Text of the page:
This article is about the gambling game. For other uses of the word see Black Jack.
Blackjack, The face cards (Jack, Queen, and King) and the ten count as 10 points, and the Ace counts as 1 or 11.
Blackjack, also known as twenty-one or Pontoon, is one of the most popular casino card games in the world. Much of blackjack's popularity is due to the mix of chance with elements of skill, and the publicity that surrounds card counting (keeping track of which cards have been played since the last shuffle). Blackjack's precursor was vingt-et-un ("twenty-one"), which originated in French casinos around 1700, and did not offer the 3:2 bonus for a two-card 21.
When blackjack was first introduced in the United States it was not very popular, so gambling houses tried offering various bonus payouts to get the players to the tables. One such bonus was a 10-to-1 payout if the player's hand consisted of the ace of spades and a black Jack (either the Jack of clubs or the Jack of spades). This hand was called a "blackjack" and the name stuck to the game even though the bonus payout was soon abolished. As the game is currently played, a "blackjack" may not necessarily contain a jack or any black cards at all.
The object of Blackjack is for the total of your cards to be closer to 21 than the dealer's cards, without exceeding 21. In Blackjack, aces count as either 1 or 11, face cards as 10, and number cards at their face value.
If you receive an ace and a ten-value card as your first two cards, you have Blackjack and win 1.5 times your bet (if your bet was $10, you receive $25). If the total value of your cards is closer to 21 than the dealer's, you win your bet amount (if your bet was $10, you receive $20). If the total of your cards is more than 21, you 'bust' and lose your bet. If you and the dealer have the same card total (17 and up) neither of you win and your bet is returned to you in a 'push'. Blackjack beats a score of 21.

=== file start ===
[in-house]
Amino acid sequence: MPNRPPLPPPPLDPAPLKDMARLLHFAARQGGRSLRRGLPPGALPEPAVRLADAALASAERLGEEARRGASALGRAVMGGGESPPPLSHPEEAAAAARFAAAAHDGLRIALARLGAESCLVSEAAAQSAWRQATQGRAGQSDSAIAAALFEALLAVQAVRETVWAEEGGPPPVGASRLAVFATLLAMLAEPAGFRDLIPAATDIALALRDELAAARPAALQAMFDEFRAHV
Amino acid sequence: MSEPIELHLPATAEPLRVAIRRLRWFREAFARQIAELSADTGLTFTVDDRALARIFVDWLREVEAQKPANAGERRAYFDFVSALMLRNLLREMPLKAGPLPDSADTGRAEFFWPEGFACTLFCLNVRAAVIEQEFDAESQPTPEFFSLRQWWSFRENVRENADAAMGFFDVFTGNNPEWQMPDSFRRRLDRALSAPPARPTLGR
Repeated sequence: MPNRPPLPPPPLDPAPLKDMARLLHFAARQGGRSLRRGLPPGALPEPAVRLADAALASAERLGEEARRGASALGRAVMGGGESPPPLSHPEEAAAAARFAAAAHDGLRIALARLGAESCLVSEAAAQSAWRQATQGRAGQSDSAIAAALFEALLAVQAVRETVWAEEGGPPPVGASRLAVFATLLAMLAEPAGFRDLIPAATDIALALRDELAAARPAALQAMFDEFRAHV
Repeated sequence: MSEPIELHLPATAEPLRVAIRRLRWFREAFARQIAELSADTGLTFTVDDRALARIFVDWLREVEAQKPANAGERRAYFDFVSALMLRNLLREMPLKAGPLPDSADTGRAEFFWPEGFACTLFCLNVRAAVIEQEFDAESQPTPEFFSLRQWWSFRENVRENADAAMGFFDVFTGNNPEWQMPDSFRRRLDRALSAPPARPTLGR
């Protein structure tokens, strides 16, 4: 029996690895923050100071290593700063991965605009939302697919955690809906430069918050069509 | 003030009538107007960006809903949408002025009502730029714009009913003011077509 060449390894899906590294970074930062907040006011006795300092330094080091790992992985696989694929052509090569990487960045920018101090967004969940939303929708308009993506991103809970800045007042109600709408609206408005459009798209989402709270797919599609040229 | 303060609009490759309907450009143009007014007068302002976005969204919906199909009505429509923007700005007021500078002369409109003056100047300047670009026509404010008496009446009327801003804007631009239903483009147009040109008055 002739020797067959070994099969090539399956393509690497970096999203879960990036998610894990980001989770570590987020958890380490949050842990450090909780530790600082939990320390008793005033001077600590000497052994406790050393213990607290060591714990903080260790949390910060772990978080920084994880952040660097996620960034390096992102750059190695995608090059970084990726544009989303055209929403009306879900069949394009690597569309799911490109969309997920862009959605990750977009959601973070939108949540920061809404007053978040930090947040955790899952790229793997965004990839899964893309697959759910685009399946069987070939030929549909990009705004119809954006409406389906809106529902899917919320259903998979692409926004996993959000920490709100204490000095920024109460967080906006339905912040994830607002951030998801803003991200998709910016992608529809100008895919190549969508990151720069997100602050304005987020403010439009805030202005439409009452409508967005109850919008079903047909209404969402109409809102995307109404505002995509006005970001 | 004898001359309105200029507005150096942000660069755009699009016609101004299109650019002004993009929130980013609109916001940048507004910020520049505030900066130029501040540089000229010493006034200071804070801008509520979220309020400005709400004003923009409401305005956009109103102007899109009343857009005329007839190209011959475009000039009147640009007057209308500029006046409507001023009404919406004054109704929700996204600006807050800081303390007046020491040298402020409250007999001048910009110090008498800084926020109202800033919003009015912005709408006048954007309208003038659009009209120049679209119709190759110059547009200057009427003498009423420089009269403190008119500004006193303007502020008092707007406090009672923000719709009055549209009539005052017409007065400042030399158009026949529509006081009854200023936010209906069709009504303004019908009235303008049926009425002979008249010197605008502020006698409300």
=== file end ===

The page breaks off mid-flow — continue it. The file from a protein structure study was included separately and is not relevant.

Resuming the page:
Our Blackjack follows the standard 'Las Vegas Strip' rules, with the following exceptions:
After each round, used cards are returned to the deck and the deck is shuffled.
The player may not split a split hand.
Only one card is drawn to split aces.
The player may double after splitting.
The dealer will not check for Blackjack in any case.
If the player doubles and the dealer's first card is of value 11 (ACE), and the dealer gets Blackjack, the player loses both his bets. If the dealers first card is of value 10, and the dealer gets Blackjack, the player gets the Double bet back.
If your first two cards have the same value, you may split them into two separate hands by placing a second bet equal to the original bet. You will then draw additional cards to each hand. You may draw as many cards as you like on each split hand, but if you split two aces, you receive only one additional card for each ace. If you receive an ace and a ten-value card in a split hand, it is considered 21 and not Blackjack.
If, after you are dealt your first two cards, you think that the third card will allow you to beat the dealer's hand, you can double your bet. The bet amount becomes twice the original (with the difference taken out of your balance), and you are dealt one more card.
If the dealer shows an Ace in his initial hand, you are given a chance to insure your bet against him having a Blackjack. If you get Insurance, an amount equal to half your original bet is placed separately on the table. If the dealer does have Blackjack, you are paid 2 to 1 on your insurance. This way you do not lose your original bet (because you get the 2x half your original bet, plus the insurance amount back). If the dealer does not have Blackjack, you lose the insurance amount, even if you end up losing. 10 Card Charlie
It is theoretically possible for the player to draw 10 cards without going bust. In this case the players hand automatically wins, except when the dealer has Blackjack.
|Winning Hand||1 to 1|
|Insurance||2 to 1|
|Blackjack||2 to 3|